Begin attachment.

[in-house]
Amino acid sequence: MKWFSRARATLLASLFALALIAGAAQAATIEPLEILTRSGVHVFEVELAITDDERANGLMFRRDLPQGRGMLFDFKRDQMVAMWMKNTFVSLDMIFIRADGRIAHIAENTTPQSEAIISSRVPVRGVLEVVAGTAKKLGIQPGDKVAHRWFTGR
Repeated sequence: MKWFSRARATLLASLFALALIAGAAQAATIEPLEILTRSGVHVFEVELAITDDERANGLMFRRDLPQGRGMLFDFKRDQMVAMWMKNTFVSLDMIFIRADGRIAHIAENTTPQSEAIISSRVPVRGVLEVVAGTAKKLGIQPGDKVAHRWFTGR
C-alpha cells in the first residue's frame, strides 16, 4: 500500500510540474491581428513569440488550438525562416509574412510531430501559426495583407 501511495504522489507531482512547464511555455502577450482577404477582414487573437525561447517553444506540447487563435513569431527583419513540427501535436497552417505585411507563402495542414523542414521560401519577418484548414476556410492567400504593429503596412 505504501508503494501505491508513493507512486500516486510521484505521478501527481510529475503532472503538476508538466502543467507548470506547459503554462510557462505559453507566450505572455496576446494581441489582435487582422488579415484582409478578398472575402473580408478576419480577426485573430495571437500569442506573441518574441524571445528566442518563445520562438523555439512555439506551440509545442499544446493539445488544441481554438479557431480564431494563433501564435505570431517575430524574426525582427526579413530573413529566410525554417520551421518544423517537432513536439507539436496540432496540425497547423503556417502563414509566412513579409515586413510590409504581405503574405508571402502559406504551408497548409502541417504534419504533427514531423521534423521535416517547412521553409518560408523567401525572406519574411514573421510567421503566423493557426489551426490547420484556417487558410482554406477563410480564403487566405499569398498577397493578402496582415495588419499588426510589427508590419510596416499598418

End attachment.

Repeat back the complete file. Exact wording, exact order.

[in-house]
Amino acid sequence: MKWFSRARATLLASLFALALIAGAAQAATIEPLEILTRSGVHVFEVELAITDDERANGLMFRRDLPQGRGMLFDFKRDQMVAMWMKNTFVSLDMIFIRADGRIAHIAENTTPQSEAIISSRVPVRGVLEVVAGTAKKLGIQPGDKVAHRWFTGR
Repeated sequence: MKWFSRARATLLASLFALALIAGAAQAATIEPLEILTRSGVHVFEVELAITDDERANGLMFRRDLPQGRGMLFDFKRDQMVAMWMKNTFVSLDMIFIRADGRIAHIAENTTPQSEAIISSRVPVRGVLEVVAGTAKKLGIQPGDKVAHRWFTGR
C-alpha cells in the first residue's frame, strides 16, 4: 500500500510540474491581428513569440488550438525562416509574412510531430501559426495583407 501511495504522489507531482512547464511555455502577450482577404477582414487573437525561447517553444506540447487563435513569431527583419513540427501535436497552417505585411507563402495542414523542414521560401519577418484548414476556410492567400504593429503596412 505504501508503494501505491508513493507512486500516486510521484505521478501527481510529475503532472503538476508538466502543467507548470506547459503554462510557462505559453507566450505572455496576446494581441489582435487582422488579415484582409478578398472575402473580408478576419480577426485573430495571437500569442506573441518574441524571445528566442518563445520562438523555439512555439506551440509545442499544446493539445488544441481554438479557431480564431494563433501564435505570431517575430524574426525582427526579413530573413529566410525554417520551421518544423517537432513536439507539436496540432496540425497547423503556417502563414509566412513579409515586413510590409504581405503574405508571402502559406504551408497548409502541417504534419504533427514531423521534423521535416517547412521553409518560408523567401525572406519574411514573421510567421503566423493557426489551426490547420484556417487558410482554406477563410480564403487566405499569398498577397493578402496582415495588419499588426510589427508590419510596416499598418